Server-Bits #9: Public Key Authentication in SSH or Passwords are Boorish In this Server-Bits tutorial, I'll show you a real time-saver when it comes to SSH and anything connected to SSH. To put it simply, public key encryption in SSH is where you don't need to log into an SSH account because the public key (stored on the server) matches your private key (stored on the client machine), and it logs you into your account. Because anyone with your private key can appear to be you and gain access to your account, it is extremely important to guard your private key with your life. The public key can float around the internet for all time without any danger to yourself, your accounts, or your private key, as public/private key encryption is very secure.
What this all translates to in layman's terms is that public key encryption allows you to securely log into your server without using a password. If this freaks you out at all, don't worry, you aren't alone. But don't worry, as long as you're creating keys from your user account and not from root, the risk of huge damaging effects is minimized, as you still need a sudo password to do any serious damage (provided that your server is properly configured). Of course, to take full advantage of Public Key Authentication, you will be using two computers, but all of the key generation and even the copy will be performed client-side (The computer you want to have remote, password-less access).
The first step to generating a public/private key pair is to run this command (which we will break down into detail):
ssh-keygen -b 4096 -t rsa -f ~/.ssh/id_rsa -C "Your Comments"
This is how the command breaks down:
-b: This is the number of bits to be used in the key. This number can be as low as 768, but since we're running a server, lets be overly-paranoid and use 4096.
-t: The type of algorithm we will be using. In this example, we'll be using RSA for our key generation, but you also have the choice of DSA, but in that case, you will need to make your key exactly 1024-bit.
-f: This option specifies the file in which the key will be saved.
-C: This allows you to specify a comment to go at the end of each key. This is important because you will most likely have several keys floating around (we will go into the why this is a good idea later) and if you need to void a key, it is very hard to distinguish which key is which.
You can specify a passphrase for each key if you wish. To log into the server with this key, you will need to type in the passphrase before the key will be unlocked. The downside to this is that by using a key, you are trying to move away from having to use a password, but the upside is that you can leave this key on a less-secure network (your office/school network) with greater ease-of-mind. You do have the ability to use a blank passphrase, but that is only recommended for systems you completely trust (your completely encrypted laptop, for instance).
Next, you need to make sure that no one else on the system can read your private key.
chmod -R 600 ~/.ssh/
Now that we have a key on our client machine that is readable by us, we need to pipe it over to our username on the remote server.
cat ~/.ssh/id_rsa.pub | ssh email@example.com 'cat >> ~/.ssh/authorized_keys'
This is how the command breaks down:
cat: This command just spits out any data in a file to the terminal. You can redirect the output to other files, however, which is exactly what we are doing here.
The ssh login bit logs us into the remote server under our remote username, then gives a command to the terminal on that end. Our previous text output from the client machine is being redirected through 'cat' server-side, then it is appending the new text to the end of the file located at '~/.ssh/authorized_keys'.
Most of the time, when an SSH login is established, a key is looked for first, before the password. How does the system know who is who when using a key? It looks in the 'authorized_keys' file. Any public key located in that file is a match, and if is corresponds correctly with the matching private key, you are logged in using public key encryption.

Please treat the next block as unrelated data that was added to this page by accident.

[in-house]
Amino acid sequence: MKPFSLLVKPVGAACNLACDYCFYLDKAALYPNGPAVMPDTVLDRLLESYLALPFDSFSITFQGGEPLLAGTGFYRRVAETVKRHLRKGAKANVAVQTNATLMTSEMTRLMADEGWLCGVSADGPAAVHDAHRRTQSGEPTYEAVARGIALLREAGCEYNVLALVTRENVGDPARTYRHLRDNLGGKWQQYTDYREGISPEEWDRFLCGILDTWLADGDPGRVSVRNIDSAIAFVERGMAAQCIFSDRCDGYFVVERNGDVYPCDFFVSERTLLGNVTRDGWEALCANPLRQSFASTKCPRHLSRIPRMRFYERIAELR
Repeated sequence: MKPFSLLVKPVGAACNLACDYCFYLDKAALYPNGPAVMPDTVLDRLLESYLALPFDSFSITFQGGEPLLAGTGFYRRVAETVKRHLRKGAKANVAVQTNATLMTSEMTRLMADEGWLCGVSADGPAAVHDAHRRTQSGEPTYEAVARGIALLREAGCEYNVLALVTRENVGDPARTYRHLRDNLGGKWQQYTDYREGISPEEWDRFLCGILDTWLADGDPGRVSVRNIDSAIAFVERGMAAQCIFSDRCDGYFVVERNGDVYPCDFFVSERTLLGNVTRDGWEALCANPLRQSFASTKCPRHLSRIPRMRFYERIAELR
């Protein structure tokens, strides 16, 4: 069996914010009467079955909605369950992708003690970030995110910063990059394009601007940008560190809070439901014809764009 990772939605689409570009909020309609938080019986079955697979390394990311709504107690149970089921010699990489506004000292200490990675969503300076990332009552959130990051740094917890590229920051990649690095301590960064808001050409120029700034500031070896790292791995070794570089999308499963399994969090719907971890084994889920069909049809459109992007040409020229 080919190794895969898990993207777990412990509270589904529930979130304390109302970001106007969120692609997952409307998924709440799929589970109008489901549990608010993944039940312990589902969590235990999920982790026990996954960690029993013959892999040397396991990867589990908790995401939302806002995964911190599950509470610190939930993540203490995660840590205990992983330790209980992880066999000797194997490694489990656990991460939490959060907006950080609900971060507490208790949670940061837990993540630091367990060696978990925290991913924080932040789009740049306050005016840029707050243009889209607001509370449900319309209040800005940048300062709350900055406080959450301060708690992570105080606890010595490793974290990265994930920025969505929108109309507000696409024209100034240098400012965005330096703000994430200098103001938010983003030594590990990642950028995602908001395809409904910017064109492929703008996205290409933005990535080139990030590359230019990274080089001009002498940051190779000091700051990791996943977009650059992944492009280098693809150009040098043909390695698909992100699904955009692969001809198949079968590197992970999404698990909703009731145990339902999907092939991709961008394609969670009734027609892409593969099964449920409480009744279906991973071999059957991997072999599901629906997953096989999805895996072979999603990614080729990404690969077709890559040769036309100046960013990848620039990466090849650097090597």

For our server system, we don't really need any additional configuration, as most Linux distributions (including Ubuntu) automatically accept private keys through SSH. The really cool part about this is that you can now mount remote directories without having to put in a password, making bash scripts endlessly useful. For instance, you could set up a completely encrypted backup system over SSH (I'll be writing about this later). To learn more about Public Key Cryptography, head over the Wikipedia page on it. Very wonderfully written article.
Thanks to Utah.edu for the key-copy command.
If you've ever wanted to get started building a server, right in your own backyard/kitchen/closet/mother's closet/mother's basement, then this is the read for you. Aimed at the not-so-technical-but-willing-to-learn, this will give you everything you need to build that monster-server you've dreamed of. My goal: To give you a working server, for free, that you can use daily.
Attention PastaNet Users [and trusted friends in science]: PastaNet may be going away soon. AT&T doesn't run their fiber across the street from where I used to live and has no idea when the Uverse service will be coming to my neck of the woods (about 500 feet away). I'm looking for any fast (and hopefully cheap, but I can pay a premium) ISP suggestions/comments/rants so I can pick one that may work for our users. From what it looks like, a best-case scenario (from my current knowledge) would be scaling back user accounts and active logins to a minimum level and having connection speeds hover around 30KBps. If any of you have ideas for ISPs that we could go with, or if you want to donate to Run-A-Fiber-Line-Directly-To-PastaNet Fund, please let me know. Your contributions to the think-tank of ideas and schemes, and your dollars, are greatly appreciated, and will help save PastaNet. As it stands now, running PastaNet off of the Time Warner infrastructure will cripple our operations and slow down everything we are trying to accomplish. I have recently been pricing how much a dedicated fiber run would cost and have put up a PayPal donate button on the right sidebar of this page. Thank you for helping me help you help us all, trusted friends in science.